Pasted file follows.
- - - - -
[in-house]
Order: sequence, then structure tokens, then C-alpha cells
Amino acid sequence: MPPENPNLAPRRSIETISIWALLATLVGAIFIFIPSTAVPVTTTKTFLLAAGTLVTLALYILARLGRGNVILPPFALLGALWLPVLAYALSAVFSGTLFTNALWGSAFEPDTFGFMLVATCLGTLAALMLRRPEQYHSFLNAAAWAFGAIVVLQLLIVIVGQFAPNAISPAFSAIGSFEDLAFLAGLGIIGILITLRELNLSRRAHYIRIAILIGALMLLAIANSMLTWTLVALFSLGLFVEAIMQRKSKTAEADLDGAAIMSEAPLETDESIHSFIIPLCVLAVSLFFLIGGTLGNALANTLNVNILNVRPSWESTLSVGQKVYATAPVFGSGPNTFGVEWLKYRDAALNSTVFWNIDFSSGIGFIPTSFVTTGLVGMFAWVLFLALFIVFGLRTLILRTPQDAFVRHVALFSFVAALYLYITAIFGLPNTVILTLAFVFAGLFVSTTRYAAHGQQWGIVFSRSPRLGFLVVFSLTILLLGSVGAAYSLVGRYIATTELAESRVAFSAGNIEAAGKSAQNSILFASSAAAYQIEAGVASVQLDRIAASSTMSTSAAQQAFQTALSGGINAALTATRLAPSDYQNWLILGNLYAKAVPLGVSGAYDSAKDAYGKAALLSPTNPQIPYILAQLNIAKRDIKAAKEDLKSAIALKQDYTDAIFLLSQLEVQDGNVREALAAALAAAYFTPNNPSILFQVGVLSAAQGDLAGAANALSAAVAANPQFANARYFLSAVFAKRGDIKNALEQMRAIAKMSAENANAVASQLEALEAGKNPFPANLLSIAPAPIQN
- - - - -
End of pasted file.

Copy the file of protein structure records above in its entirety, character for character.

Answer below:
[in-house]
Order: sequence, then structure tokens, then C-alpha cells
Amino acid sequence: MPPENPNLAPRRSIETISIWALLATLVGAIFIFIPSTAVPVTTTKTFLLAAGTLVTLALYILARLGRGNVILPPFALLGALWLPVLAYALSAVFSGTLFTNALWGSAFEPDTFGFMLVATCLGTLAALMLRRPEQYHSFLNAAAWAFGAIVVLQLLIVIVGQFAPNAISPAFSAIGSFEDLAFLAGLGIIGILITLRELNLSRRAHYIRIAILIGALMLLAIANSMLTWTLVALFSLGLFVEAIMQRKSKTAEADLDGAAIMSEAPLETDESIHSFIIPLCVLAVSLFFLIGGTLGNALANTLNVNILNVRPSWESTLSVGQKVYATAPVFGSGPNTFGVEWLKYRDAALNSTVFWNIDFSSGIGFIPTSFVTTGLVGMFAWVLFLALFIVFGLRTLILRTPQDAFVRHVALFSFVAALYLYITAIFGLPNTVILTLAFVFAGLFVSTTRYAAHGQQWGIVFSRSPRLGFLVVFSLTILLLGSVGAAYSLVGRYIATTELAESRVAFSAGNIEAAGKSAQNSILFASSAAAYQIEAGVASVQLDRIAASSTMSTSAAQQAFQTALSGGINAALTATRLAPSDYQNWLILGNLYAKAVPLGVSGAYDSAKDAYGKAALLSPTNPQIPYILAQLNIAKRDIKAAKEDLKSAIALKQDYTDAIFLLSQLEVQDGNVREALAAALAAAYFTPNNPSILFQVGVLSAAQGDLAGAANALSAAVAANPQFANARYFLSAVFAKRGDIKNALEQMRAIAKMSAENANAVASQLEALEAGKNPFPANLLSIAPAPIQN